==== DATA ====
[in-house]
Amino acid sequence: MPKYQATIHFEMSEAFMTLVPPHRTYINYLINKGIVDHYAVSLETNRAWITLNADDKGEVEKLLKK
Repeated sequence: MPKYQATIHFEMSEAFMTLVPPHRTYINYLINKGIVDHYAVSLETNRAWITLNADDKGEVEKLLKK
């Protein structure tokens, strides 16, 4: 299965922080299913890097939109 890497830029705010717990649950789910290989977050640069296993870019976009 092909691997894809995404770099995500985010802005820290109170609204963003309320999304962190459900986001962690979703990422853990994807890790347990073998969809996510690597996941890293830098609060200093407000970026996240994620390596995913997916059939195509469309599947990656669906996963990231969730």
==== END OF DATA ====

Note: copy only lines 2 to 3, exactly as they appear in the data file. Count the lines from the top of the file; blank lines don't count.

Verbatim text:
Amino acid sequence: MPKYQATIHFEMSEAFMTLVPPHRTYINYLINKGIVDHYAVSLETNRAWITLNADDKGEVEKLLKK
Repeated sequence: MPKYQATIHFEMSEAFMTLVPPHRTYINYLINKGIVDHYAVSLETNRAWITLNADDKGEVEKLLKK